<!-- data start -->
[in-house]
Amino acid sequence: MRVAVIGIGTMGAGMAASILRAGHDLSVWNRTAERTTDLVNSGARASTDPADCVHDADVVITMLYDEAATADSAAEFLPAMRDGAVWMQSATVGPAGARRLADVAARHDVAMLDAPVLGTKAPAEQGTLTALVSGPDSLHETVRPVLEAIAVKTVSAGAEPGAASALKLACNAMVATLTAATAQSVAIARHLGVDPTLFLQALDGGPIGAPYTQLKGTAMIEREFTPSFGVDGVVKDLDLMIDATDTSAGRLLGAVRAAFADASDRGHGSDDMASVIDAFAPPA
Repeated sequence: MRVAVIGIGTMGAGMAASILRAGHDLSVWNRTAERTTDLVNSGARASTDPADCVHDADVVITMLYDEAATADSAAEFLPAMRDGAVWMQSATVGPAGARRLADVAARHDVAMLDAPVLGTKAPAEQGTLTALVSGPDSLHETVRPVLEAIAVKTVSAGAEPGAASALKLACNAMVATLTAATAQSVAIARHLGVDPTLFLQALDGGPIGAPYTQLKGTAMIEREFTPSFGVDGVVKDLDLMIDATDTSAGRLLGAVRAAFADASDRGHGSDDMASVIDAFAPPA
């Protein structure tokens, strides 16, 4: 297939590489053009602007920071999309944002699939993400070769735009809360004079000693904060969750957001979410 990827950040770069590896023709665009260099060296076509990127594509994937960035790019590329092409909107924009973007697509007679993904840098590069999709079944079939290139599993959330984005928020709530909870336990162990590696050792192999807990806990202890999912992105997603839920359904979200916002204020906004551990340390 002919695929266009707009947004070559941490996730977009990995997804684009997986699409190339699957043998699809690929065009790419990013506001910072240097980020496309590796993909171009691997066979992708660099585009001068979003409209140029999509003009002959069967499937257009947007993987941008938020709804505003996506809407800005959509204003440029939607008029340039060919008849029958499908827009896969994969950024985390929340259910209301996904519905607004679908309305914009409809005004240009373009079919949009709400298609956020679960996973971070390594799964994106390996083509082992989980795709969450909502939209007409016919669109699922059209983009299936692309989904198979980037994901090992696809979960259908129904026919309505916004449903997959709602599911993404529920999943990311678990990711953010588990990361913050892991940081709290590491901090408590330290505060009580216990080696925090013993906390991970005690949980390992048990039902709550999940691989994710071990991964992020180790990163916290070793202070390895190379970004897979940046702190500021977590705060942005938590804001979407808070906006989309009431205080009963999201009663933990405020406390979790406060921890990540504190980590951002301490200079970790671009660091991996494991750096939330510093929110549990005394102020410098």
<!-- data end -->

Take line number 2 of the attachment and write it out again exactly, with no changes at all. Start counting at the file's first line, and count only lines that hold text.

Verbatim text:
Amino acid sequence: MRVAVIGIGTMGAGMAASILRAGHDLSVWNRTAERTTDLVNSGARASTDPADCVHDADVVITMLYDEAATADSAAEFLPAMRDGAVWMQSATVGPAGARRLADVAARHDVAMLDAPVLGTKAPAEQGTLTALVSGPDSLHETVRPVLEAIAVKTVSAGAEPGAASALKLACNAMVATLTAATAQSVAIARHLGVDPTLFLQALDGGPIGAPYTQLKGTAMIEREFTPSFGVDGVVKDLDLMIDATDTSAGRLLGAVRAAFADASDRGHGSDDMASVIDAFAPPA